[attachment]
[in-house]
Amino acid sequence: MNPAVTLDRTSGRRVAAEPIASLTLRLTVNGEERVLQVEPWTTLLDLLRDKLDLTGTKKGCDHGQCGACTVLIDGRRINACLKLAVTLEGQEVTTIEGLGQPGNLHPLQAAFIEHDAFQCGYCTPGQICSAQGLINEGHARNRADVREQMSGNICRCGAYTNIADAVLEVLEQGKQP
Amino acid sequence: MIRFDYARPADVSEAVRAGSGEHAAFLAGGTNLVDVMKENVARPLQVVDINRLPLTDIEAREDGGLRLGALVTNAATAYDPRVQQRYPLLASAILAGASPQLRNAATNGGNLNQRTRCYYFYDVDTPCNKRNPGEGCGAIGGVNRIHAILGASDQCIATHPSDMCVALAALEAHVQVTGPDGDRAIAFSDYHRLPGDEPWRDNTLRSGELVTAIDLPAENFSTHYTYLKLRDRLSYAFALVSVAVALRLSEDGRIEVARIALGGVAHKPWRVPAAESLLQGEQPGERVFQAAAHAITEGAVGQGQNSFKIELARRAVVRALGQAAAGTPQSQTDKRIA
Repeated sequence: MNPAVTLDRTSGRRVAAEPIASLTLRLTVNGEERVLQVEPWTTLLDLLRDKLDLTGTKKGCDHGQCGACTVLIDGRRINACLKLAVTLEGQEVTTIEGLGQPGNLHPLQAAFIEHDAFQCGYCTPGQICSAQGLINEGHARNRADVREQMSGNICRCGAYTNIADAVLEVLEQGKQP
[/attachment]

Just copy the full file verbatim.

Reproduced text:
[in-house]
Amino acid sequence: MNPAVTLDRTSGRRVAAEPIASLTLRLTVNGEERVLQVEPWTTLLDLLRDKLDLTGTKKGCDHGQCGACTVLIDGRRINACLKLAVTLEGQEVTTIEGLGQPGNLHPLQAAFIEHDAFQCGYCTPGQICSAQGLINEGHARNRADVREQMSGNICRCGAYTNIADAVLEVLEQGKQP
Amino acid sequence: MIRFDYARPADVSEAVRAGSGEHAAFLAGGTNLVDVMKENVARPLQVVDINRLPLTDIEAREDGGLRLGALVTNAATAYDPRVQQRYPLLASAILAGASPQLRNAATNGGNLNQRTRCYYFYDVDTPCNKRNPGEGCGAIGGVNRIHAILGASDQCIATHPSDMCVALAALEAHVQVTGPDGDRAIAFSDYHRLPGDEPWRDNTLRSGELVTAIDLPAENFSTHYTYLKLRDRLSYAFALVSVAVALRLSEDGRIEVARIALGGVAHKPWRVPAAESLLQGEQPGERVFQAAAHAITEGAVGQGQNSFKIELARRAVVRALGQAAAGTPQSQTDKRIA
Repeated sequence: MNPAVTLDRTSGRRVAAEPIASLTLRLTVNGEERVLQVEPWTTLLDLLRDKLDLTGTKKGCDHGQCGACTVLIDGRRINACLKLAVTLEGQEVTTIEGLGQPGNLHPLQAAFIEHDAFQCGYCTPGQICSAQGLINEGHARNRADVREQMSGNICRCGAYTNIADAVLEVLEQGKQP